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Vista Exam Redo Starts Next Week

Microsoft plans to retest two Vista exams, 70-621 and 70-622, that were originally beta tested in January and February this year.

Beginning next week, Microsoft plans to retest two Vista exams, 70-621 and 70-622, that were originally beta tested in January and February this year. According to an e-mail notification sent to beta candidates of those exams, Microsoft "errantly left out" coverage of some topics that were listed on its exam objective domain.

Rob Linsky, senior product manager with Microsoft Learning, clarified through an e-mail response that the second beta will add "coverage on supporting and troubleshooting applications (including 2007 Microsoft Office System) on Windows Vista."

Exam 71-622 PRO: Supporting and Troubleshooting Applications on a Vista Client for Enterprise Support Technicians gets retested March 16, with beta registration opening up on March 9. Exam 71-621: Upgrading MCDST to an MCITP: Enterprise Support Technician will be retested beginning March 22, with registration opening on March 16. Both exams are slated for May release.

The retest is an unprecedented move by Microsoft and a few candidates, who provided the original e-mail note from Microsoft to MCPmag.com, expressed some unhappiness with the decision.

"They should have offered testers an option with scoring and certification based upon the first versions only," said one tester who asked to remain anonymous, "and seeded the missing questions into later updates." Another tester said he didn't like to have to retest, but said the note gave "some insight into the integrity of [Microsoft's] quality control."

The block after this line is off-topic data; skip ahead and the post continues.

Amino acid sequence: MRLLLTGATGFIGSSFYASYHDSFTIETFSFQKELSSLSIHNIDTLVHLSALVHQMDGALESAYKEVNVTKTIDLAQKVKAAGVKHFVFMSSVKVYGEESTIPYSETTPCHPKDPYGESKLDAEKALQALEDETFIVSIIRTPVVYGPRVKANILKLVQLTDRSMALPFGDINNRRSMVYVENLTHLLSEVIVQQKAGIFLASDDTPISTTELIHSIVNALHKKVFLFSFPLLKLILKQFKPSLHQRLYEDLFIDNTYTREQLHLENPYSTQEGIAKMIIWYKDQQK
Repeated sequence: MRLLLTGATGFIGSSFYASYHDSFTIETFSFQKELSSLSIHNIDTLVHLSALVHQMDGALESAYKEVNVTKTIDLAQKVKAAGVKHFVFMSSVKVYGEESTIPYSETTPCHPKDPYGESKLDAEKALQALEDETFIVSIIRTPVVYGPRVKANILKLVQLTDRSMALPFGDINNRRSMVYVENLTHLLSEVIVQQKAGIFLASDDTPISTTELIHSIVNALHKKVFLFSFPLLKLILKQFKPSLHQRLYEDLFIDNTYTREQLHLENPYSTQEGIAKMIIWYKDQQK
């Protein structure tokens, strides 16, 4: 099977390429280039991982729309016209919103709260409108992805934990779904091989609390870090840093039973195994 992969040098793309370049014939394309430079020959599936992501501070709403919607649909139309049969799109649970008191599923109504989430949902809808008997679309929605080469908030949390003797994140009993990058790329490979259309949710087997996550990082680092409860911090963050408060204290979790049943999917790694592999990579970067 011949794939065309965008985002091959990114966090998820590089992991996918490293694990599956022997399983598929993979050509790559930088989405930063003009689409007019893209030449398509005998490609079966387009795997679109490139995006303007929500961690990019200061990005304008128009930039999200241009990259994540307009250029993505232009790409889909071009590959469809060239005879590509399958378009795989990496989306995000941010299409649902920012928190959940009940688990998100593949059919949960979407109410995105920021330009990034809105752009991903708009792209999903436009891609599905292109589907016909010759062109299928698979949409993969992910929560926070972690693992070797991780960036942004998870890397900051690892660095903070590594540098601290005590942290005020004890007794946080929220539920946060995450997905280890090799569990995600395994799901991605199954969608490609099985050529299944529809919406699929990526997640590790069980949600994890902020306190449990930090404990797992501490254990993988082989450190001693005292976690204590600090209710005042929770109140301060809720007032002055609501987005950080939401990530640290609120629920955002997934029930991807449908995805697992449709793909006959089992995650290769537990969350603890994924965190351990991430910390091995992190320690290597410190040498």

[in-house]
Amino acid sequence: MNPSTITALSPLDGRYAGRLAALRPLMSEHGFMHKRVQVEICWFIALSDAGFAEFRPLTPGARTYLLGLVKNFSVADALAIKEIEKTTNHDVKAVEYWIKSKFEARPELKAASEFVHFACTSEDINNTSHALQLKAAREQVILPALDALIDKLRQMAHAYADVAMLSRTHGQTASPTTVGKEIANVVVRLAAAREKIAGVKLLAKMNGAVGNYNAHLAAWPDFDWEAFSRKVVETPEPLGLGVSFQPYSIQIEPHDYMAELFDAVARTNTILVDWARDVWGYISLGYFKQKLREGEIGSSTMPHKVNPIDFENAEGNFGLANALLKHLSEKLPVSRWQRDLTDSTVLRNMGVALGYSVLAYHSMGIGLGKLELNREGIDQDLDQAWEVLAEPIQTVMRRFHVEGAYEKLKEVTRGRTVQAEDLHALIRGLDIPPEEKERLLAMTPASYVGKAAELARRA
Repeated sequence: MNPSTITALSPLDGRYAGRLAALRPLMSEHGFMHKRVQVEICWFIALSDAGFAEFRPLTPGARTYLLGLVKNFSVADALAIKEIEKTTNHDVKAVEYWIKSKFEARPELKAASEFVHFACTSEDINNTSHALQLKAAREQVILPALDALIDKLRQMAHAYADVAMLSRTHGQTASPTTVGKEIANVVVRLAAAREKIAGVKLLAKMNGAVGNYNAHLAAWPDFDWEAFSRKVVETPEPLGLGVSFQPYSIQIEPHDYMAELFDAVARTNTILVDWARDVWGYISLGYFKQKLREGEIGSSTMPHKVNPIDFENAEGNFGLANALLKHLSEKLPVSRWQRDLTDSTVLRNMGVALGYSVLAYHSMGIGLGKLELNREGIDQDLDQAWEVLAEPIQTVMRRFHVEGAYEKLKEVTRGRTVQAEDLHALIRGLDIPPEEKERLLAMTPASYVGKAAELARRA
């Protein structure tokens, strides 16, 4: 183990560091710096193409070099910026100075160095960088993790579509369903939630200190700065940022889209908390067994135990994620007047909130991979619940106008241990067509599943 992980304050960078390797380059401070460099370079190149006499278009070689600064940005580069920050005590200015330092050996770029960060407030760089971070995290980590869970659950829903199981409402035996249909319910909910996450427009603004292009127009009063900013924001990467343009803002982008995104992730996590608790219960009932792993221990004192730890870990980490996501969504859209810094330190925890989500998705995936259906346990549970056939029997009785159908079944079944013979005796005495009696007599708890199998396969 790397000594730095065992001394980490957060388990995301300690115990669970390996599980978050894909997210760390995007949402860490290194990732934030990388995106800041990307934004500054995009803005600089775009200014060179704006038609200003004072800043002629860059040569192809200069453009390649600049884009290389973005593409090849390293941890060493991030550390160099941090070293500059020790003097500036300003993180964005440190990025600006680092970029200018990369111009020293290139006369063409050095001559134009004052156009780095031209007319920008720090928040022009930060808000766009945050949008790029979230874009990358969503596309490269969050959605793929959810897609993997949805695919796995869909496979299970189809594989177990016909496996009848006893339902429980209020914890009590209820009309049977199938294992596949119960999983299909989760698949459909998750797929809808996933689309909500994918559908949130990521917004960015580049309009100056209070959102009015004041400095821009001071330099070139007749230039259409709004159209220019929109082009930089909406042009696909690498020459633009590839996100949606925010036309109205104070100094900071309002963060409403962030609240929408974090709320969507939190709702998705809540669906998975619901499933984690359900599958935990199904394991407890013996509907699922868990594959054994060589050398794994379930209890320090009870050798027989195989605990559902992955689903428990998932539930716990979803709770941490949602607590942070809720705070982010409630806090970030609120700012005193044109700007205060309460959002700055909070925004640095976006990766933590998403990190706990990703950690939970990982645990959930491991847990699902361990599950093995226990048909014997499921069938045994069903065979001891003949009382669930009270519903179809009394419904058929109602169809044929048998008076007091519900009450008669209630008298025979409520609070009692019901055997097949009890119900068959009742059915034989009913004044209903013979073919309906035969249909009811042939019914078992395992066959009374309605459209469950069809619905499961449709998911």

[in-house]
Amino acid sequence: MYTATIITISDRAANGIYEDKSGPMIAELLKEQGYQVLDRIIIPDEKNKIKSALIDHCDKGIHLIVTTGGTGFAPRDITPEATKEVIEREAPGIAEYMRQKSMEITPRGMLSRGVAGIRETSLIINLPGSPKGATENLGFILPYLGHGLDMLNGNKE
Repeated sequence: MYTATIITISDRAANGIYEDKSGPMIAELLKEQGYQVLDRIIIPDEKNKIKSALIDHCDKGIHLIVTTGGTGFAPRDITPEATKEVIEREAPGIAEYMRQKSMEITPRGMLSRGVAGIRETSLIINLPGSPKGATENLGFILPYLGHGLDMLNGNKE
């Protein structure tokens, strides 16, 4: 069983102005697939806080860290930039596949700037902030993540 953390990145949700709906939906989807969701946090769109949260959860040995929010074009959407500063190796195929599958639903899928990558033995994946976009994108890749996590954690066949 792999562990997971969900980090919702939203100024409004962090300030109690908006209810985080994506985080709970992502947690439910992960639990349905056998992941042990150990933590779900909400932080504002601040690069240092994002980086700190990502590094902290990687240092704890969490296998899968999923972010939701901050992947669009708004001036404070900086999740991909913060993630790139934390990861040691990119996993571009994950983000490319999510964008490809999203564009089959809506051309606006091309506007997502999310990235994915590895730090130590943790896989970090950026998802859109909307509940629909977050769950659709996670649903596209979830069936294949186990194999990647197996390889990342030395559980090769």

According to the notification, Microsoft is allowing candidates to take the second beta. Doing so would wipe away the results of the first beta exam. Testers who opt not to take the second beta will have the first beta scored against the scoring method used for the second beta. Those who took the first beta will also receive an exam voucher that can be used for any Vista exams, as an apology from Microsoft "for this inconvenience."

About the Author

Michael Domingo has held several positions at 1105 Media, and is currently the editor in chief of Visual Studio Magazine.

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